Not Out of the Woods Yet With groundbreaking set to start, preserving a rare plant threatened to stop the project

May 06, 2001

"I really appreciate the effort the design team has made," says
associate professor of landscape architecture, Peggy Carr,
looking across the big conference table toward the golf course
architects, the consulting botanists, the civil engineer and the
assistant athletic director. "It's extraordinary." The smiles of
the petitioners are starting to bloom when Carr throws the
unexpected punch. "I move," she says, "that we reject any
encroachment to the Northwest Quadrant plants." The room is
silent, as if the design team can't absorb the words. An eyebrow
arches here (puzzlement), a mouth gapes there (disbelief). "I
second the motion," says professor Walter Judd, a botanist. Just
like that, This Old Course is on life support.

It's Monday, April 23, the scheduled day for groundbreaking on
the University of Florida Golf Course restoration project.
Bulldozers are supposed to be roaring, trees are supposed to be
falling. That, however, was before the design team learned that
the wooded strip it planned to clear for its new 5th hole was
home to several rare plants, including a colony of spotted
wake-robin trillium. Now the designers are on their third trip to
the university's Lakes, Vegetation and Landscaping Committee, a
12-member board that reviews campus development and makes
recommendations to university vice president Ed Poppell. On its
last visit the design team was told that it had to reduce the
impact on the 6.6 acres of woods in the northwest corner of the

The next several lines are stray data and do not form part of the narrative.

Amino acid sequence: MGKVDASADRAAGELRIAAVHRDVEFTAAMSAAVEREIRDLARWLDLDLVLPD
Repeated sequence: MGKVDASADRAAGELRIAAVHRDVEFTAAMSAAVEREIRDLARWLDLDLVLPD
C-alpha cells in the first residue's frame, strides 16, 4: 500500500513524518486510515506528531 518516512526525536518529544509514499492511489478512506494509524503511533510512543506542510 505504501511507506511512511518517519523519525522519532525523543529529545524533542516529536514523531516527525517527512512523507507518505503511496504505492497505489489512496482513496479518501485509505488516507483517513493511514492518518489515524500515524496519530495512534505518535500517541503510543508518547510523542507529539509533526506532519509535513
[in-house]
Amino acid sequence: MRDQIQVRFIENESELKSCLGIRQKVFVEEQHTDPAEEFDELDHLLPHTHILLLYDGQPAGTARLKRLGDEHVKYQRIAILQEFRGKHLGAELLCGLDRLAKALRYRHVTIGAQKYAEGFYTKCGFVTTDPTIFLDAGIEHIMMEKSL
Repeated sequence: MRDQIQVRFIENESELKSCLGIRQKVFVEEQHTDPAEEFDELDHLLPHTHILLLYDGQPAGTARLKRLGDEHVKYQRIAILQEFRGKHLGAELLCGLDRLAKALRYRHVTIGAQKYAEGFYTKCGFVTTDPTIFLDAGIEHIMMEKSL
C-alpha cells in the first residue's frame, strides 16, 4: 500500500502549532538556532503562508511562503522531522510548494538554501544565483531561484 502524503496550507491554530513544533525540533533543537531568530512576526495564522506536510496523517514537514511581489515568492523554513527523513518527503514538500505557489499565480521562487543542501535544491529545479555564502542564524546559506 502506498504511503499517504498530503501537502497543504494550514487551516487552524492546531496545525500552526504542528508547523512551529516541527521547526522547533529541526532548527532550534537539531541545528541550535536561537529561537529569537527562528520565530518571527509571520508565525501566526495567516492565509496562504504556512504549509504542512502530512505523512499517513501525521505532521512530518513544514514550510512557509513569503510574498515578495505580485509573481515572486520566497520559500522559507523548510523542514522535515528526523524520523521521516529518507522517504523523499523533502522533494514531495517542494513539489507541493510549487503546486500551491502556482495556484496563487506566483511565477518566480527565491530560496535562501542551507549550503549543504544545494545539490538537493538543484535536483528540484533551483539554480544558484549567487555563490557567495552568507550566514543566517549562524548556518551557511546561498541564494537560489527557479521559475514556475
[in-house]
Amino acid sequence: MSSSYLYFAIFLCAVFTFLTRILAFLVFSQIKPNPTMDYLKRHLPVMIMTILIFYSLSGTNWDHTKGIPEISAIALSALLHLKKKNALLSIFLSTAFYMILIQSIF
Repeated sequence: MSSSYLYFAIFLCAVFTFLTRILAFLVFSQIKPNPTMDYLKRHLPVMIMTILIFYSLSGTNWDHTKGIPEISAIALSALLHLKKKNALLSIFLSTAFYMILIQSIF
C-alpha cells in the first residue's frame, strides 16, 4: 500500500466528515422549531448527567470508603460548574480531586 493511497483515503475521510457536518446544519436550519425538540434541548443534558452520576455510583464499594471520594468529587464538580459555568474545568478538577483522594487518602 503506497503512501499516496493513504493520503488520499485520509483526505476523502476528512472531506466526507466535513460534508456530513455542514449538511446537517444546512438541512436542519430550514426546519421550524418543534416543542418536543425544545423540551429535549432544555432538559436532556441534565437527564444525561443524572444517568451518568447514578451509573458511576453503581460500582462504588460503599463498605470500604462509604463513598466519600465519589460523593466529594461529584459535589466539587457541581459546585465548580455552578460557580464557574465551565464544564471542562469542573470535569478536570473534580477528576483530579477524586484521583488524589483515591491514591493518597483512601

site to get the committee's approval.

The course architects, Weed Golf Course Design, went back to the
drawing board and cooked up Design Option F, which moved the 5th
hole 20 yards to the east and shortened the 15th hole, a par-3,
from about 225 yards to 210. Besides the weakening of the 15th
hole, the new plan eliminates the course nursery and one of the
practice greens for the Gators' golf teams. But Option F saved
80% of the threatened plants.

"Clients are always telling us, 'We want you to restore our
original course,'" Bobby Weed had earlier told the committee
during the designers' presentation. Right on cue a projector
displayed a 1935 aerial photograph of the course, built on the
site of a hog farm. In the picture, only a few stunted oaks
populate an otherwise treeless layout. "To do that," Weed said,
"we'd have to log the whole site."

Speaking in defense of the trillium, retired botany professor
Dan Ward pushed the time frame back a few years: to the
Pleistocene Epoch, around 15,000 B.C. That's when the advance of
glaciers in North America cooled the climate to the point that
Trillium maculatum--a three-leaf plant found in abundance in
today's Appalachian Mountains--could grow in north-central
Florida. It was a marvel, Ward says, how these plants survived
the subsequent shift to a warmer climate. "This is a unique
ecosystem...the equivalent of the sequoias. Back off! Keep this
area sacrosanct."

That's exactly what the committee is about to do when Weed asks
for clarification. Has Professor Carr changed her position? Is
she now saying that the standard is zero encroachment on the
habitat, or is she asking for less encroachment? Carr hesitates.
"Couldn't we just delay 365 days?" she asks. The design team
reacts with gurgling noises and groans. Contracts have been
signed. A pump station for irrigating the course is on order, as
is the turfgrass. The workers are poised, and they have families
to feed. "Where there's a will, there's a way," Professor Carr
responds. But then she softens, accepting the goal of "saving
more of the plants."

That leaves the issue of timing. Can the committee hold a special
meeting to consider a revised routing plan and make its
recommendation before the university's Land Use committee gives
final approval to the whole package in early May? Better yet--this
suggestion from Weed--can the committee meet again this very day?
"We're all here," he says. "We can have a new option ready by